Wednesday, September 14, 2011

A great question - can a shipowner withdraw a ship if cargo is late?

From a reader


Can shipowner cancel the contract or witraw from it if the delay is caused by the charterer (for example: the goods intended for loading are not ready)? The delay prolonged the time beyond stipulated laycan, and the shipowner has next contracted laycan for another charterer so he should cancel this C/P to acheve the next one.

If this is the case, does the shipowner has a right to charge the charter the deadfreight or some kind of compensation for losing time due to chartere's delay?

Thanks in advance.


Anyone help this person out???

Free beer for any right answer..

Monday, September 12, 2011

CO2 fitted ships

One of my current crop of students has asked a good question. What constitutes a CO2 fitted ship?

Not all ships are fitted with a CO2 fire fighting systems in their cargo holds. The systems are quite expensive and those ships that are fitted are able to load combustible cargoes that other ships cannot. Cotton seeds are one such cargo.

Sometime these ships command a premium in the market..

The details

The Co2 system consists of a fire detection system (smoke detectors) and an alarm system, along with Co2 cylinders. During an indication of fire in the cargo hold, the gang of co2 bottles are released depending upon the cargo permeability (how much space is empty over the cargo for co2).

When there is a fire in any of the cargo hold compartments, the smoke is sucked into the sampling pipes and is passed through diverting valves in to the wheel house, thus warning the bridge personnel about the fire. Simultaneously, the sample from the pipes is passed over a smoke detector which senses the smoke and activates the audio visual alarm indicating the outbreak of fire.

There are other fire fighting systems available to shipowners but the Co2 system is easily the most popular...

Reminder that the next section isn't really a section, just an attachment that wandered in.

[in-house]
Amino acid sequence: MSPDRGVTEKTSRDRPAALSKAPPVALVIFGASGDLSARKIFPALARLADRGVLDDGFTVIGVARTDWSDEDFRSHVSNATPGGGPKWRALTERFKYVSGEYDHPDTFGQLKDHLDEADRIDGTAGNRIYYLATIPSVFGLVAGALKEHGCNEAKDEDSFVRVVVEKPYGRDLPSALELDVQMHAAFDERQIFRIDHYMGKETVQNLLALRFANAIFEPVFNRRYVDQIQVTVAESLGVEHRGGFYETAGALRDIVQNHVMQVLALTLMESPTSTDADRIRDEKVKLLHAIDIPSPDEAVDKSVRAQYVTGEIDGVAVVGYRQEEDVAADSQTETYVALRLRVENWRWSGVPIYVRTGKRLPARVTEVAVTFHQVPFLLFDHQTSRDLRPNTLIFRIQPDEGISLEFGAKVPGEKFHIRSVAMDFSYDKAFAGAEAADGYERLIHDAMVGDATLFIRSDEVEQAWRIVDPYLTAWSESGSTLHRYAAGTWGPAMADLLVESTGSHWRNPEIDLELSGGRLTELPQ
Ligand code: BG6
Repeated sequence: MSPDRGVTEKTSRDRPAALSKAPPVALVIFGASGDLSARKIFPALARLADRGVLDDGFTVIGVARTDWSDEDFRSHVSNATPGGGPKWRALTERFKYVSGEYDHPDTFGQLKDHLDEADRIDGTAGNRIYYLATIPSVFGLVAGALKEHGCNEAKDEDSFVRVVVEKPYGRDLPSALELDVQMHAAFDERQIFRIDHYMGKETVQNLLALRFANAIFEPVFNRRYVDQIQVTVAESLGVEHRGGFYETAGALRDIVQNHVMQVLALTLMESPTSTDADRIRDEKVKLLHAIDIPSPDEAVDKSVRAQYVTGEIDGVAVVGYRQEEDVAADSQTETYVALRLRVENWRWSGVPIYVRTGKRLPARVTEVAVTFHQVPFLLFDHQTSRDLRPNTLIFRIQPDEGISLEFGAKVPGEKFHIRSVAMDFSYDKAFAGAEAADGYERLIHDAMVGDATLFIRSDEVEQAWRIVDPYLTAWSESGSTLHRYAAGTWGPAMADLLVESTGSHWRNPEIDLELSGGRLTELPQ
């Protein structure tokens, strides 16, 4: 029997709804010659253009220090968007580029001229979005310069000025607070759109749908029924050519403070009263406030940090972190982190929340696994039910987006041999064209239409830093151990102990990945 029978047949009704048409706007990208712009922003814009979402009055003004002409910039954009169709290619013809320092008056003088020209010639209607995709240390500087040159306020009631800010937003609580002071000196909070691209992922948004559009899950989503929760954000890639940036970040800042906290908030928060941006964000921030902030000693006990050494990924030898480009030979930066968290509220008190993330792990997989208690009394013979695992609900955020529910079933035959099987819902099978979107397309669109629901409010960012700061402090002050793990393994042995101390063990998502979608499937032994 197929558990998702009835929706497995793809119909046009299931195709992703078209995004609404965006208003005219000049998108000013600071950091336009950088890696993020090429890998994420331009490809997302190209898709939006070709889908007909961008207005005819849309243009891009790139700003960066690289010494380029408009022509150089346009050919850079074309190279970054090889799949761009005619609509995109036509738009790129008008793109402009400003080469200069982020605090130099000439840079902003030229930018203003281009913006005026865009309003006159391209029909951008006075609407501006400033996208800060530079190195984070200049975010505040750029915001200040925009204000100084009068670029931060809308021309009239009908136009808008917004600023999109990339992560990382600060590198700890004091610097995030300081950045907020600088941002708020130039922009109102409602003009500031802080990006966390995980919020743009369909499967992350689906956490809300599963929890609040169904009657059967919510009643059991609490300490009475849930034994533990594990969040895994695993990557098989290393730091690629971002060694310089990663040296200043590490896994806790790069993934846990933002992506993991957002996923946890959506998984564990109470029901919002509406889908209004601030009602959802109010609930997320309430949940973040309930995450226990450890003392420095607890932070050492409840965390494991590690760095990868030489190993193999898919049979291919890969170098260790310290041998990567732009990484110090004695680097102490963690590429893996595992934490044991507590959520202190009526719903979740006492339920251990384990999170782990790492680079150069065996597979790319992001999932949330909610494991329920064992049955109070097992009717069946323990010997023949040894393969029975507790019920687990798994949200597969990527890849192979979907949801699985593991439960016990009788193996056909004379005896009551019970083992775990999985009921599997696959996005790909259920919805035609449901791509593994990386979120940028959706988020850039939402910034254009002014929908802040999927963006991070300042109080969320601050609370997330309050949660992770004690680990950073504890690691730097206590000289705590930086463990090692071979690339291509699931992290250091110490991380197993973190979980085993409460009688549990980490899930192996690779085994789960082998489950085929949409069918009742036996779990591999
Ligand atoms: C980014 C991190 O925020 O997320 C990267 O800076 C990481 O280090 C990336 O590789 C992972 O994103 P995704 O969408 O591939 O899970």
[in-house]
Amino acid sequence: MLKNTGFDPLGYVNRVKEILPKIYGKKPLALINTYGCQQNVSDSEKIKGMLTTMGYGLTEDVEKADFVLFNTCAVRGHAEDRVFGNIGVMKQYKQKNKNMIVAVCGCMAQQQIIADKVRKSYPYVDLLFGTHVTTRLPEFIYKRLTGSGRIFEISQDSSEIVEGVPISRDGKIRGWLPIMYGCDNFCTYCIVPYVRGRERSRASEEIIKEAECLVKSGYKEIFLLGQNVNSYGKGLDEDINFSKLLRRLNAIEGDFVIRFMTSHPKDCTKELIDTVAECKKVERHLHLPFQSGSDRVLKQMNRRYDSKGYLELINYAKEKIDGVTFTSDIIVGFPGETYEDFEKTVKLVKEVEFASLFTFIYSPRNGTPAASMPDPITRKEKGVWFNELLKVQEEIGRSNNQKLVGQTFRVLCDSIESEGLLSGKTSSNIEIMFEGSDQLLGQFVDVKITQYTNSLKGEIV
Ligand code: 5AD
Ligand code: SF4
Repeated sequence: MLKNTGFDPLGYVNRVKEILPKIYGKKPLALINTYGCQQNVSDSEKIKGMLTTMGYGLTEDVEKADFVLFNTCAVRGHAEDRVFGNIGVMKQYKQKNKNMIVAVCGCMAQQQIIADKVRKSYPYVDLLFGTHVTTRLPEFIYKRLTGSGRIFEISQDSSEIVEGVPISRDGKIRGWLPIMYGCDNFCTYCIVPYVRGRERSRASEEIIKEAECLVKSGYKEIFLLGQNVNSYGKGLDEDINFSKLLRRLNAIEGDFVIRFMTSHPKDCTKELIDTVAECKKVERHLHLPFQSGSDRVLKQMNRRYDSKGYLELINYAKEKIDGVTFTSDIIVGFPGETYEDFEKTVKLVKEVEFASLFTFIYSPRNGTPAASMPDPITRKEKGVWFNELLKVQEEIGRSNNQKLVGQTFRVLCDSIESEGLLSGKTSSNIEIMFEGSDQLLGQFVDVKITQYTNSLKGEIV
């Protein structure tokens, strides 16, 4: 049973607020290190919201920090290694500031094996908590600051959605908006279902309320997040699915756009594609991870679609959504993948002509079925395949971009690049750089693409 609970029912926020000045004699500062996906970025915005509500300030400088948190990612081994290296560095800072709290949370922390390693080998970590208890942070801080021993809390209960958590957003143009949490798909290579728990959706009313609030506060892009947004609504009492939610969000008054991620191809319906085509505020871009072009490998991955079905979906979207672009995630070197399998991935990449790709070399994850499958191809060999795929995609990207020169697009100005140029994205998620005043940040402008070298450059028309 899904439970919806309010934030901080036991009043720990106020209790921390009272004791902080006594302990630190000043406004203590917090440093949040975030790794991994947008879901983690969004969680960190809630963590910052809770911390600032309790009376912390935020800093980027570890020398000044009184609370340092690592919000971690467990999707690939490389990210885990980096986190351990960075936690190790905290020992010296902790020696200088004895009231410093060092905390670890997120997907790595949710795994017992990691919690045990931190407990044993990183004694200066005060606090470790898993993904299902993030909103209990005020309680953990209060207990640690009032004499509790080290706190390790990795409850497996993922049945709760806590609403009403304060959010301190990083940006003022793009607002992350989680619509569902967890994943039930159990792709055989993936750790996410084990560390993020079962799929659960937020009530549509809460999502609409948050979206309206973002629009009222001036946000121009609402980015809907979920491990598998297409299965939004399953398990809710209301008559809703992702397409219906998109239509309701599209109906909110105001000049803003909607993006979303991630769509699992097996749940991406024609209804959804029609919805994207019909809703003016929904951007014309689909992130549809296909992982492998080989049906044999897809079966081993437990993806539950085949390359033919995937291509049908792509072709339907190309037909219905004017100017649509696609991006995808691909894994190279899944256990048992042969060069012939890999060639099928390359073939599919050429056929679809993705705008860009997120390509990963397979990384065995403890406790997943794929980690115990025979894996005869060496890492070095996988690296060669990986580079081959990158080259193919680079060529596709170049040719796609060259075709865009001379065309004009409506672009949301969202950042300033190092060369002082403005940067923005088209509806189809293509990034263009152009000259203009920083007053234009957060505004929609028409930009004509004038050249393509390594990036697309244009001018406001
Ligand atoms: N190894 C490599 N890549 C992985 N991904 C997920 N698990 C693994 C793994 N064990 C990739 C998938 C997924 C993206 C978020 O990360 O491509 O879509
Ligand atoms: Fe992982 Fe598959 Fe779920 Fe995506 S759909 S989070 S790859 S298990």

Re current crop of students.

A great mix from some of the worlds largest brokerage firms and even a few cargo charterers aswell. To those who didn't enrol you missed a chance to network with people controlling millions of tonnes of cargo. And those cargo principals who are thinking of enrolling next time.....you should. Its a great way to improve your knowledge, expand your horizons and make friends in other fields...

Great fun and this is a really good crew to teach..

We all rock


Thursday, September 1, 2011

Volatility - Handies vs Capes

Why is it that the smaller ship market segment is less volatile then larger sizes?

Good Question  (see previous post) and some excellent answers.  Thanks for the contributions and you are all spot on. And btw Gambalistic will go into my linguistic repertoire from now on! Love it...

Here is my take

The markets for larger ships have been more volatile than smaller ships for following reasons.
1. The market for larger ships is dominated by a small amount of larger players. This means that any significant change in market conditions will result in large market fluctuations. In shipping speak this means 3 things. The market is dominated by a) China b) coal and Iron Ore and C) Larger corporate style shipowners who control more than a handful of ships.

2. The market for smaller ships is dominated by many smaller players. This means that any change in market conditions does not necessarily affect the price of ships to a huge extent. Smaller ships go everywhere and carry everything. There are thousands of shipowners some controlling just one vessel and therefore unable to be a price maker in any way.

3. The world has built more larger ships than small ships, over recent times. Meaning that an over-supply of larger ships has led to a weakening market. Smaller ships, until recently, were being ignored by major players and are now facing catch-up. This means that a relative undersupply has meant firmer rates.

4. Larger ships and the trades they pursue are more likely to get involved in congestion issues, leading to decreased supply and more volatile rates.

Hope this helps. Anyone else care to add more reasons feel free. Any more ripper questions keepem coming.

The Virtual Shipbroker